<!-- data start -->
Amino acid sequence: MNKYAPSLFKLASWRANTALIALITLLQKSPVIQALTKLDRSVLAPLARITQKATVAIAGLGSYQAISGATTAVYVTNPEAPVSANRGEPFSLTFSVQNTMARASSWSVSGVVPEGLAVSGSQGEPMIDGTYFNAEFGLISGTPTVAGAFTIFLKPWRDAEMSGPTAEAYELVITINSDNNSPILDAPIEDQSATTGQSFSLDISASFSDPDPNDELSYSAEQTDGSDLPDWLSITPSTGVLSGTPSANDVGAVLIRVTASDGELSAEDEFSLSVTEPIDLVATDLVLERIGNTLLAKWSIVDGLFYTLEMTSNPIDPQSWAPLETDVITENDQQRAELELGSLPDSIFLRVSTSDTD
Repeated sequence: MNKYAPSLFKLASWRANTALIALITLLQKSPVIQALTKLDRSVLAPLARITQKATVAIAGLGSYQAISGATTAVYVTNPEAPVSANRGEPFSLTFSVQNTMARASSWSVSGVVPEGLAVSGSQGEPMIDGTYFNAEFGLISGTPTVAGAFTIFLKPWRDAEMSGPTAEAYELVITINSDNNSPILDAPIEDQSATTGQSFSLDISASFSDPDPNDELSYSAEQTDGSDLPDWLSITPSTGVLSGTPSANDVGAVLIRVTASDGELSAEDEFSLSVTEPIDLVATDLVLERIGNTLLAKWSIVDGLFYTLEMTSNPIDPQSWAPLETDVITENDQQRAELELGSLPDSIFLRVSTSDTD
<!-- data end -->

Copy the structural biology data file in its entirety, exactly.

Amino acid sequence: MNKYAPSLFKLASWRANTALIALITLLQKSPVIQALTKLDRSVLAPLARITQKATVAIAGLGSYQAISGATTAVYVTNPEAPVSANRGEPFSLTFSVQNTMARASSWSVSGVVPEGLAVSGSQGEPMIDGTYFNAEFGLISGTPTVAGAFTIFLKPWRDAEMSGPTAEAYELVITINSDNNSPILDAPIEDQSATTGQSFSLDISASFSDPDPNDELSYSAEQTDGSDLPDWLSITPSTGVLSGTPSANDVGAVLIRVTASDGELSAEDEFSLSVTEPIDLVATDLVLERIGNTLLAKWSIVDGLFYTLEMTSNPIDPQSWAPLETDVITENDQQRAELELGSLPDSIFLRVSTSDTD
Repeated sequence: MNKYAPSLFKLASWRANTALIALITLLQKSPVIQALTKLDRSVLAPLARITQKATVAIAGLGSYQAISGATTAVYVTNPEAPVSANRGEPFSLTFSVQNTMARASSWSVSGVVPEGLAVSGSQGEPMIDGTYFNAEFGLISGTPTVAGAFTIFLKPWRDAEMSGPTAEAYELVITINSDNNSPILDAPIEDQSATTGQSFSLDISASFSDPDPNDELSYSAEQTDGSDLPDWLSITPSTGVLSGTPSANDVGAVLIRVTASDGELSAEDEFSLSVTEPIDLVATDLVLERIGNTLLAKWSIVDGLFYTLEMTSNPIDPQSWAPLETDVITENDQQRAELELGSLPDSIFLRVSTSDTD